Mission for Sudan

Eric Reeves

I have spent the past twenty-two years working virtually full-time as a Sudan researcher and analyst, publishing extensively both in the US and internationally. I have testified several times before the Congress, lectured widely in academic settings, and has served as a consultant to a number of human rights and humanitarian organizations operating in Sudan. I have most recently been a Senior Fellow at Harvard University’s François-Xavier Bagnoud Center for Health and Human Rights. Working independently, I've written on all aspects of Sudan’s recent history. My book about Darfur  (A Long Day’s Dying: Critical Moments in the Darfur Genocide) was published in May 2007. More recently I published Compromising with Evil: An archival history of greater Sudan, 2007 — 2012 (available at no cost as an eBook).

Reviews of this book may be found at | http://wp.me/p45rOG-1TL

[An autobiographical sketch, growing out of reflections during recent years, may be found here.]

The contents of my website [ www.SudanReeves.org ], as well as other electronic files and hard copy—including a range of Sudan-related publications, written materials, photographs, and maps—are presently being archived in the human rights division of the Thomas J. Dodd Research Center, University of Connecticut Libraries, Storrs, Connecticut.

As part of my work, I served as an expert witness in dozens of asylum cases involving Darfuris; nearly all were eventually granted political asylum in the United States or Europe.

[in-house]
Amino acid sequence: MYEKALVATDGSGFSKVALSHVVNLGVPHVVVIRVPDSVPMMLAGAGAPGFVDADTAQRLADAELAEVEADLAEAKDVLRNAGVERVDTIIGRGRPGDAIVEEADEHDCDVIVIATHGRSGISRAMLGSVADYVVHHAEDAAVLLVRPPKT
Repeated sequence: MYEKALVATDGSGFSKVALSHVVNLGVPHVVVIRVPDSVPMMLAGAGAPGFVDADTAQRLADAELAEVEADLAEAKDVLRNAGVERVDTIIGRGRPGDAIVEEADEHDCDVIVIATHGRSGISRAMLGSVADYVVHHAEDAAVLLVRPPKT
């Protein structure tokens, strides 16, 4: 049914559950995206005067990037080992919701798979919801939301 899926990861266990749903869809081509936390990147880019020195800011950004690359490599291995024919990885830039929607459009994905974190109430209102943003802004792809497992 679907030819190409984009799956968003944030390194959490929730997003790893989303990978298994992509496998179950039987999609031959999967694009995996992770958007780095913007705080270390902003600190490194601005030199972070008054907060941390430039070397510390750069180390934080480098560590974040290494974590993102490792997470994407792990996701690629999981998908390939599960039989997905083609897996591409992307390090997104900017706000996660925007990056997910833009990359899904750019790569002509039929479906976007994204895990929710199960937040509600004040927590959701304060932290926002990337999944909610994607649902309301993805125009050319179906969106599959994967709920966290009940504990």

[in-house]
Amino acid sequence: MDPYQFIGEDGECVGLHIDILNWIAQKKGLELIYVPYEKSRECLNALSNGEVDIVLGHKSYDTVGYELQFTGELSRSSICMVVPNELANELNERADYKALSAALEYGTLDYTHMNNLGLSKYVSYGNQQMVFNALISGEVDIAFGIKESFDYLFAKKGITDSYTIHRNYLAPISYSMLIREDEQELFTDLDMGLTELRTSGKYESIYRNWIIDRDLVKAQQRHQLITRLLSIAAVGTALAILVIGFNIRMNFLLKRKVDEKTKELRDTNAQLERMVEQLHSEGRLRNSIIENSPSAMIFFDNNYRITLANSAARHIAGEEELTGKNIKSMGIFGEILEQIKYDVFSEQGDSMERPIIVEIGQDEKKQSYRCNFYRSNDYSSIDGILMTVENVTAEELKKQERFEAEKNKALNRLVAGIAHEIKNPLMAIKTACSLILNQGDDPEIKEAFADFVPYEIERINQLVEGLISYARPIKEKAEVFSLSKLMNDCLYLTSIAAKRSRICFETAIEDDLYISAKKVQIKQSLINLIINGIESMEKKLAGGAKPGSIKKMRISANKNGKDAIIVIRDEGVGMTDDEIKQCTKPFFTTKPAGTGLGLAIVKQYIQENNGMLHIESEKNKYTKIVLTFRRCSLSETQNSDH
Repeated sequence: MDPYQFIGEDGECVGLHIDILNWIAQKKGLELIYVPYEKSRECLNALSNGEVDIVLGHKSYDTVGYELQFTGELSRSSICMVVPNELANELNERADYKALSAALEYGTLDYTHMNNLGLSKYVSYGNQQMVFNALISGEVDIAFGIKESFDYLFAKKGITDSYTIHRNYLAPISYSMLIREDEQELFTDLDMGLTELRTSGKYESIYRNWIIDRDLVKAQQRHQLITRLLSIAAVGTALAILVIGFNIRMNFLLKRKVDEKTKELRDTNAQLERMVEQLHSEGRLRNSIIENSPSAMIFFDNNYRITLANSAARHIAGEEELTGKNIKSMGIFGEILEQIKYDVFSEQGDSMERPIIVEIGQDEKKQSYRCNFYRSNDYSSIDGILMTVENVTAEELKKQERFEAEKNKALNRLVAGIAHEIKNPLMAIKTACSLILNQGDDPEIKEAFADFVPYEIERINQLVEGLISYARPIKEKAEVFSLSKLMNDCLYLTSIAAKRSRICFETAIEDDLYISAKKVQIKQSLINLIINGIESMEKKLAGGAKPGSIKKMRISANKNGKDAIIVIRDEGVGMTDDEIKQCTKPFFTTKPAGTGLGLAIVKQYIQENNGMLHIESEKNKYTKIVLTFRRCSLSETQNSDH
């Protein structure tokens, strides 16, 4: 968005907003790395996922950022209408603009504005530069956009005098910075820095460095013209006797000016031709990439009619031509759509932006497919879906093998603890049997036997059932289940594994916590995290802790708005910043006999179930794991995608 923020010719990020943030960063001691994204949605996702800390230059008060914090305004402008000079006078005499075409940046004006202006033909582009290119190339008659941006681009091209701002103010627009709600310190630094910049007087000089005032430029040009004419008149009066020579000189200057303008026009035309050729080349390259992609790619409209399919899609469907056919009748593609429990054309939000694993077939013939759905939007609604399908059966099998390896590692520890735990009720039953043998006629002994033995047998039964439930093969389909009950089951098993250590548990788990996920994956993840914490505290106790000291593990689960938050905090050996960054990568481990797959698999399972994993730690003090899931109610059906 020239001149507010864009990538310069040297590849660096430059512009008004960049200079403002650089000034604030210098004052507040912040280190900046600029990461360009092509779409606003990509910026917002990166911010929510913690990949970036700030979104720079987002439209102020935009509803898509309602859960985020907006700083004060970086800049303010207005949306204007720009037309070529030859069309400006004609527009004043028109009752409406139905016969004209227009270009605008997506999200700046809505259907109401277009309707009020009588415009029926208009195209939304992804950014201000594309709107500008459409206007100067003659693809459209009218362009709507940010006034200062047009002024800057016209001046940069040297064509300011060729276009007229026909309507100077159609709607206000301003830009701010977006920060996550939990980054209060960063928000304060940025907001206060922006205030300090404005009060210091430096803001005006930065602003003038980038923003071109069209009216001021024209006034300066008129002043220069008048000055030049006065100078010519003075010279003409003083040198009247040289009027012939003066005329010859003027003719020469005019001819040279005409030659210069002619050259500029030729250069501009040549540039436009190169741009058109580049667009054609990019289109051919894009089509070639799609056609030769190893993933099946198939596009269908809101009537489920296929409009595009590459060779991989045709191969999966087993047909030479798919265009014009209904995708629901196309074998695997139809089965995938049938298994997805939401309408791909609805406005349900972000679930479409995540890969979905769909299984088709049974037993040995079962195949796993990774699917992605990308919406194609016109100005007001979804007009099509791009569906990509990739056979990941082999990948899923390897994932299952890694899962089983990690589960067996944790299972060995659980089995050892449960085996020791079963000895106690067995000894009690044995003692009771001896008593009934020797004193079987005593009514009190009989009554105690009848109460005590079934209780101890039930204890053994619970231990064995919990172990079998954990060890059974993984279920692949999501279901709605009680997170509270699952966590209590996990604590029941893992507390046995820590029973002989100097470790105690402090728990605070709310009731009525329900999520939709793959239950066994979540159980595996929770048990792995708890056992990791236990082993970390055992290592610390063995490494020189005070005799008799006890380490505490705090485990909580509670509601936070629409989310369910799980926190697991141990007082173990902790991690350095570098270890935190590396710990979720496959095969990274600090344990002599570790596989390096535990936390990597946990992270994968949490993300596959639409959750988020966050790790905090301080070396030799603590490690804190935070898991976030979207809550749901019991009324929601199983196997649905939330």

Finally, for a number of years I was director of the Sudan Aid Fund, hosted by the Community Foundation of Western Massachusetts (a 501/c/3 organization).  I have donated all lecture fees, human rights award honoraria, publication stipends, royalties, and other Sudan-related income to the Sudan Aid Fund and directly to humanitarian organizations without a US. 501/c/3 designation. I also donate all gallery proceeds from my woodturnings to Oxfam America, International Medical Corps, and other humanitarian organizations for their urgent work in Darfur and indeed greater Sudan, including South Sudan and South Kordofan.

Although the Sudan Aid Fund eventually became too expensive to maintain at the Community Foundation of Western Massachusetts because of a drop-off in contributions, I still contributes substantially to humanitarian organizations by way of sale of his woodturnings:


Altogether, I've has been able to direct more than $1.4 million to a range of humanitarian organizations in greater Sudan.